And it's helped me see that, you know, everything doesn't have to be perfect. You can be authentic. And it's made me want to be my authentic self because I don't want to live in a world of hypocracy.
[00:01:27] Lori Saitz: Cool. Cool. Can you move your microphone a little bit away? Like I'm getting a little bit of static, so I just want to do okay. We're good. Okay. Yeah. Okay. We'll see how that sounds way better. Okay. Cool. So that's interesting that you consciously chose to take, did you take anything from that? That was, or is it just.
If that's what we were doing there,
[00:01:52] Christina Robinson Race: I'm completely pretty much, I'm completely doing the opposite. I do, my grandfather was one of the biggest influences on my life and actually probably the biggest influence on my life. And he had a huge. Family and and loyalty and, you know, he just loved being around family and everything.
And that I knew I wanted to keep you know, that sense of family, that sense of tradition. I I grew up in a household where they wanted to do and they still deal without us. All of their holidays are. Just tiny. They don't want to have anybody else in their bubble. And so I prefer to do everything big.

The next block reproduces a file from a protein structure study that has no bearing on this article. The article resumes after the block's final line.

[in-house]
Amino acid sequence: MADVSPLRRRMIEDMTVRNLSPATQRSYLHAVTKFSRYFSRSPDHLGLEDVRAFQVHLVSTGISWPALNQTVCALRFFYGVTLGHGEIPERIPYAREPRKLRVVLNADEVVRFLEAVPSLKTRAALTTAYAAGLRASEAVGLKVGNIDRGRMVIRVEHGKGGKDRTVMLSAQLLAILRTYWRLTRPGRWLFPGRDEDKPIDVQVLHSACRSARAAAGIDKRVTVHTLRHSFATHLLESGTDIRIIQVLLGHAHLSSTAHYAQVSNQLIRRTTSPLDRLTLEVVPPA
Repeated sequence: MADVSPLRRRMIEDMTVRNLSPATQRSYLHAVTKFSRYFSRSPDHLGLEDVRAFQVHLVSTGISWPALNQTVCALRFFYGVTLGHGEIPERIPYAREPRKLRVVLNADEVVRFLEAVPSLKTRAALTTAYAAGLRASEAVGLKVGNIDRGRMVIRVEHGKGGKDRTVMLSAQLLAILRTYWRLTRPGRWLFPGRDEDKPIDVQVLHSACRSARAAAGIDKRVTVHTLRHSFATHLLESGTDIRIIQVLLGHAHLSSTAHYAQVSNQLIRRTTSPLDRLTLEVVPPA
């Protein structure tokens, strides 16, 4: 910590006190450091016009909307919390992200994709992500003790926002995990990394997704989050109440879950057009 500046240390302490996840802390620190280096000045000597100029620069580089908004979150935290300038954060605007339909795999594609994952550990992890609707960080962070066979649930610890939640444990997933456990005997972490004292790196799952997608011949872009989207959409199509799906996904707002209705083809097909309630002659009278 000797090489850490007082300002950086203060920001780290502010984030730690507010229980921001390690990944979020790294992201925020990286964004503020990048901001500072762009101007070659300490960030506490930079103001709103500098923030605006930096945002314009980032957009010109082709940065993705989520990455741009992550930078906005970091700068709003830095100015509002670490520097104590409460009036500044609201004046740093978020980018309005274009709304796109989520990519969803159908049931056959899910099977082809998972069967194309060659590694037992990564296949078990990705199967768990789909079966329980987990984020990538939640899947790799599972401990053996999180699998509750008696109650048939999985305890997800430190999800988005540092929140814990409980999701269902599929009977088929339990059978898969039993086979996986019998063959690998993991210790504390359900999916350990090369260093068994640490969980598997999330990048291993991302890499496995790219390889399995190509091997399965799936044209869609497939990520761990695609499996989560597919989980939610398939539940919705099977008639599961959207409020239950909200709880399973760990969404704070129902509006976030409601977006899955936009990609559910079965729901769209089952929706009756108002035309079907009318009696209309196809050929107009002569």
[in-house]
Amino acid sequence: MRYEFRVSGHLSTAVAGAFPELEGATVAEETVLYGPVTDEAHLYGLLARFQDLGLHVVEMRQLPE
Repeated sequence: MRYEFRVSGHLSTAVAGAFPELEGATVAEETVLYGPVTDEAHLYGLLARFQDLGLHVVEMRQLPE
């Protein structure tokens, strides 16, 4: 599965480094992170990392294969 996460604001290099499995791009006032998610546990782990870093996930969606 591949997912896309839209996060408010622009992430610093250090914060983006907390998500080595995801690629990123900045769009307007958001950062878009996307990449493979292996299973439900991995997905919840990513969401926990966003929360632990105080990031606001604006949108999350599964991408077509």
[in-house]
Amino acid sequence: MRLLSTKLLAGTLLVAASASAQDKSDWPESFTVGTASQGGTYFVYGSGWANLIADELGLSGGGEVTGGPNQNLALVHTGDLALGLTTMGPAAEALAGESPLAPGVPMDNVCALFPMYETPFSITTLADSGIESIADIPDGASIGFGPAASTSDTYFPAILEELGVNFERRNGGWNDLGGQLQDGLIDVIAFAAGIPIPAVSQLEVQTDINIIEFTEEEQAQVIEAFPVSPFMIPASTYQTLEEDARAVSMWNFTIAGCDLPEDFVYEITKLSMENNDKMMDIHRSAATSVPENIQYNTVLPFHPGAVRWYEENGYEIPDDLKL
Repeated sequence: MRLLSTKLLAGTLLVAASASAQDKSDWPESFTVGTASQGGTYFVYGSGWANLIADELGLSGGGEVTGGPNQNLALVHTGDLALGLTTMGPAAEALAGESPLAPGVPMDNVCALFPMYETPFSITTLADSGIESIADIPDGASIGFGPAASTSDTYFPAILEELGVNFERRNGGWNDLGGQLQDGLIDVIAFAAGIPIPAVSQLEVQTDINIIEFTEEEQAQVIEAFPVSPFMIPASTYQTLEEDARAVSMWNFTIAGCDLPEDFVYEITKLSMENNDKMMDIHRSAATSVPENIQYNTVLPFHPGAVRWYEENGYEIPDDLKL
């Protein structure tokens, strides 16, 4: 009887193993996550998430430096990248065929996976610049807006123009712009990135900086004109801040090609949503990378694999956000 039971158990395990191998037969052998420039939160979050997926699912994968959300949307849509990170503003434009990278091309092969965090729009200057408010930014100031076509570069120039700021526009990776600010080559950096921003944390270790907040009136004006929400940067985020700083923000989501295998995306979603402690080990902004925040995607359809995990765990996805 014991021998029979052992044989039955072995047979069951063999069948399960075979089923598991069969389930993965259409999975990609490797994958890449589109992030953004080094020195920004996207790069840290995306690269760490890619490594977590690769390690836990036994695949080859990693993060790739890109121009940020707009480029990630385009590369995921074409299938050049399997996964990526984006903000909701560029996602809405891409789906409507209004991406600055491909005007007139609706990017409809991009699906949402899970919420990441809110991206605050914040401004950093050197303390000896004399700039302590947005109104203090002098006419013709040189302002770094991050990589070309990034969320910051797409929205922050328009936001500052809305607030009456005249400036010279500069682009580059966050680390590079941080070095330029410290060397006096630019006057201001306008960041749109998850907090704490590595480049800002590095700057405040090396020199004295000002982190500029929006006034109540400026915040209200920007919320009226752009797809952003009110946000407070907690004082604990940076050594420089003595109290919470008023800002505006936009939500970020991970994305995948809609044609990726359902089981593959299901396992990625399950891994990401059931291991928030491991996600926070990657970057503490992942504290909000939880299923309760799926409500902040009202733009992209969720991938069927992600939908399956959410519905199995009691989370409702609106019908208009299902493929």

Like my grandfather was like, I just want to like welcome everybody and I want to do and be nice to everybody. Everybody is my family. As soon as I meet them, I want to take care of them and help them. And I just have no walls, I guess that I just used to love people, but I think also a little bit I did, I'm not I'm not, not religious.
I I just am not the. Degree that my parents were, but I do, it was my mom and my stepfather, but I do believe that I have a sense of like, I think this is how Jesus actually would act. And I think this is how God would do things. And I don't see it as like, I see it as love and hope and enjoy not all of the doom and gloom of evangelicalism.
And so that's kinda what I took with me. Like, this is what I believe, and I want to pass this on to my. And grace. Oh, sorry. I was just gonna say grace has been a word that's in my head for my entire life and that's, what's been my driving factor. I have it on a stone on my desk and that's just, it's always there.
[00:03:27] Lori Saitz: I love that. What, like at what point, I'm so curious in your childhood or early adulthood, did you consciously say. I would add something different